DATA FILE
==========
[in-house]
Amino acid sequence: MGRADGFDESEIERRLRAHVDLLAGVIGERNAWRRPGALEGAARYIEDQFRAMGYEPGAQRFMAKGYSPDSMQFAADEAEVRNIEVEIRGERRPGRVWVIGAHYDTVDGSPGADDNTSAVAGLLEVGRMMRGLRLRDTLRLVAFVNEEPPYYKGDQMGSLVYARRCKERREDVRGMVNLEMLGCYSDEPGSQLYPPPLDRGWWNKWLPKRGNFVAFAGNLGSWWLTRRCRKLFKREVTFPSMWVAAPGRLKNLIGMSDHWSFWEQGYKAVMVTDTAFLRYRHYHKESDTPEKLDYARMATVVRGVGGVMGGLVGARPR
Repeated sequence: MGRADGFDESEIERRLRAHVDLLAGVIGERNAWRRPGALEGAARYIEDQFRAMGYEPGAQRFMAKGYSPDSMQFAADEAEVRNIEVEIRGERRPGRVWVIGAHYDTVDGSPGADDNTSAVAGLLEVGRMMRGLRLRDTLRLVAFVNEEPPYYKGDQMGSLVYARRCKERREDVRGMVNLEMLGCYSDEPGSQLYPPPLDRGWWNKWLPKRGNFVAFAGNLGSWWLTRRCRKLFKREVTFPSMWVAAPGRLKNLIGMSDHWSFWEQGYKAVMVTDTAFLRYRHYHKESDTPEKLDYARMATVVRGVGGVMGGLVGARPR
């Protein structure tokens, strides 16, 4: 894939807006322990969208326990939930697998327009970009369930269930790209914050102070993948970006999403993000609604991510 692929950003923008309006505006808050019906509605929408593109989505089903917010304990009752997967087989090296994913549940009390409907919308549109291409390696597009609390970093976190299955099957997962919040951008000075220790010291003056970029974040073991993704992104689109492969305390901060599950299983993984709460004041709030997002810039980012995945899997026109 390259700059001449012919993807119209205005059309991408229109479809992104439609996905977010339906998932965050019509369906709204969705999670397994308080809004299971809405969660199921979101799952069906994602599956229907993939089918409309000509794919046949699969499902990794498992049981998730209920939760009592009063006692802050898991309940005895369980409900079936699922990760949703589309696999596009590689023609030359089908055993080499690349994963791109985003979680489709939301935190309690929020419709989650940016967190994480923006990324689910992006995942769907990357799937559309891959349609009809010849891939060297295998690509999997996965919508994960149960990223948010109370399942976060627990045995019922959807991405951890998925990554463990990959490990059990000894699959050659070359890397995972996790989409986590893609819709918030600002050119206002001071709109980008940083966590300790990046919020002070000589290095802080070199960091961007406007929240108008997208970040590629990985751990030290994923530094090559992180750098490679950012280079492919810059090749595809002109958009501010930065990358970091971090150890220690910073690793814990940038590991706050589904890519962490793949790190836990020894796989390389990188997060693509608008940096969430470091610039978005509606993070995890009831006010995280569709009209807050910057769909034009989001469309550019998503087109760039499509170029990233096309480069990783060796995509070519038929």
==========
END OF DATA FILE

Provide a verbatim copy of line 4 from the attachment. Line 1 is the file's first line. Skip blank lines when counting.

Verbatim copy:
């Protein structure tokens, strides 16, 4: 894939807006322990969208326990939930697998327009970009369930269930790209914050102070993948970006999403993000609604991510 692929950003923008309006505006808050019906509605929408593109989505089903917010304990009752997967087989090296994913549940009390409907919308549109291409390696597009609390970093976190299955099957997962919040951008000075220790010291003056970029974040073991993704992104689109492969305390901060599950299983993984709460004041709030997002810039980012995945899997026109 390259700059001449012919993807119209205005059309991408229109479809992104439609996905977010339906998932965050019509369906709204969705999670397994308080809004299971809405969660199921979101799952069906994602599956229907993939089918409309000509794919046949699969499902990794498992049981998730209920939760009592009063006692802050898991309940005895369980409900079936699922990760949703589309696999596009590689023609030359089908055993080499690349994963791109985003979680489709939301935190309690929020419709989650940016967190994480923006990324689910992006995942769907990357799937559309891959349609009809010849891939060297295998690509999997996965919508994960149960990223948010109370399942976060627990045995019922959807991405951890998925990554463990990959490990059990000894699959050659070359890397995972996790989409986590893609819709918030600002050119206002001071709109980008940083966590300790990046919020002070000589290095802080070199960091961007406007929240108008997208970040590629990985751990030290994923530094090559992180750098490679950012280079492919810059090749595809002109958009501010930065990358970091971090150890220690910073690793814990940038590991706050589904890519962490793949790190836990020894796989390389990188997060693509608008940096969430470091610039978005509606993070995890009831006010995280569709009209807050910057769909034009989001469309550019998503087109760039499509170029990233096309480069990783060796995509070519038929």